Oracle cleans up pricing act
Kindler, gentler company
We popped over to Oracle's Web site today to take a gander at the Software Investment Guide, designed by the database giant to clarify its arcane pricing.
We were directed to the following url http://www.oracle.com/corporate/pricing, which yields nothing more than a 404 error message. No, it's not a database problem, or first day nerves - the company says it will put the guide on the Web on the week beginning September 2. So why the press release now?
We must then take the company at its word when it says: "By releasing this Software Investment Guide, Oracle becomes the only major software vendor to provide comprehensive guidelines regarding its global software pricing and licensing."
If you are an enterprise software company, getting criticised for pricing policies goes with the territory. And with reason. Time and again enterprise software licensing rules seem to draw upon seigneural rights for their inspiration, as opposed to anything so mundane as a contract drawn between equals.
The most aggressive software company of all, CA, created a reign of terror with customers, whenever it bought a new software company - which was often. Its salesforce deployed an iron fist in an iron glove when it came to contract enforcement, particularly if companies exceeded their per-seat arrangements. But that was then:now we have a kinder, gentler, cuddlier, pro forma accounting CA.
Microsoft has always been kind and gentle, but it too is learning the ways of a proper enterprise software company. And that means making the customer pay until the pips squeak. There's a new game in town, Licensing 6.0, with plenty of heckling from the sidelines. But few will bet on Microsoft losing, when it owns the field, the goal-posts and the rule book.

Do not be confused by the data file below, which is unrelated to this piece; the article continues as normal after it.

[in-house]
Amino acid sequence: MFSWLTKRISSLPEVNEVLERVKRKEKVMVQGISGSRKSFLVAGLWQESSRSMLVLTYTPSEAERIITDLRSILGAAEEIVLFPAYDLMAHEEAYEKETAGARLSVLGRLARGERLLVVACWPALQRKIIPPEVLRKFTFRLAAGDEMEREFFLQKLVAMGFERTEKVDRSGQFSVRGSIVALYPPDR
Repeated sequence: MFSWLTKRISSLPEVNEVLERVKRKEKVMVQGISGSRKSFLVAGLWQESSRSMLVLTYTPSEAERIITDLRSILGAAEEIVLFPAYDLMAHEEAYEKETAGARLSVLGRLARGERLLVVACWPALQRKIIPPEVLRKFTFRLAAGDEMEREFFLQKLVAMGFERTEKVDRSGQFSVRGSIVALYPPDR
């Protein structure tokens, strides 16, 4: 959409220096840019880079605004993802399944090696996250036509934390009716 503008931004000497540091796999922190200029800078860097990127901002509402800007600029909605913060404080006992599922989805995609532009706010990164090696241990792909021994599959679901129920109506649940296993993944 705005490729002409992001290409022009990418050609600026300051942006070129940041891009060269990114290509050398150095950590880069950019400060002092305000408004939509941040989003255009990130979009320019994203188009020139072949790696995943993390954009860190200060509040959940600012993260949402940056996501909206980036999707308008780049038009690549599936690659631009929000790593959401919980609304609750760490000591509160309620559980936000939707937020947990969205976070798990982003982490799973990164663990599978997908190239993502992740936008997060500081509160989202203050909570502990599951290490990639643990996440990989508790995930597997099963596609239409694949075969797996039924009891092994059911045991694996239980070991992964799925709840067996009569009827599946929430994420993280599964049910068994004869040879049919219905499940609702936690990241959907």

And Oracle? Larry Ellison, the squillionaire founder of the company, still needs stock options to get out of bed of a morning. Someone's got to pay. And that someone has got to be the customer.
Unfortunately, the company run by the world's richest underdog/folk hero/fighter pilot/über yachtsman has this year come under intense scrutiny for its imaginative pricing policies. In March, Meta Group argued that Oracle users should take legal action to block the database giant from renegotiating some license fees. Oracle fought back, asserting that Meta's complaint concerned just a very small number of customers which had been incorrectly licensed.
But the same month Gartner accused Oracle of "forcing customers to choose the most expensive licensing option, attempting to pre-sell more licenses than customers need and forcing customers to pay more than is necessary for data sourced into a data warehouse from an Oracle database".
The research firm advised clients to "get two proposals from Oracle based on per-user and per-processor licensing, perform their own audits to validate Oracle claims, seek immediate legal and purchasing advice about the legality of any extra Oracle charges, and if possible renegotiate contracts with the company".
OK, so they're analysts. Much more serious damage was done to the database firms reputation in April, when the Great Oracle California Gold Rush became public. Oracle had signed a 10-year contract worth $93m with the California state government. This deal, signed without ever going to competitive tender, was supposed to save money. In actualité, the California tax payers were - correction, would have been - screwed to the tune of tens of millions of dollars for charges based on unfeasibly high volume-usage projections.
The Great Oracle California Gold Rush was big, big news in the US: the lesson that Oracle appears to have drawn from the debacle is to be kind and gentle with the customers. In public anyway.
The Software Investment Guide is a small start. It is always helpful for customers to know what they are paying before they are paying for it. (Clarity does not necessarily mean lower costs - Oracle firmed up prices with the introduction of online price lists in December 1999, removing most of the ability of the salesforce to negotiate on price, according to this ZDNET article.)
Customers can always go elsewhere - even with very big databases. Oracle is no longer the only mega-database player in town as a resurgent IBM peddles DB2 for all its worth. According to Gartner, IBM regained the lead in the enterprise database market for the first time in several years, with a market share of 34.6 per cent to Oracle's 32 per cent. Oracle disputes these figures. ®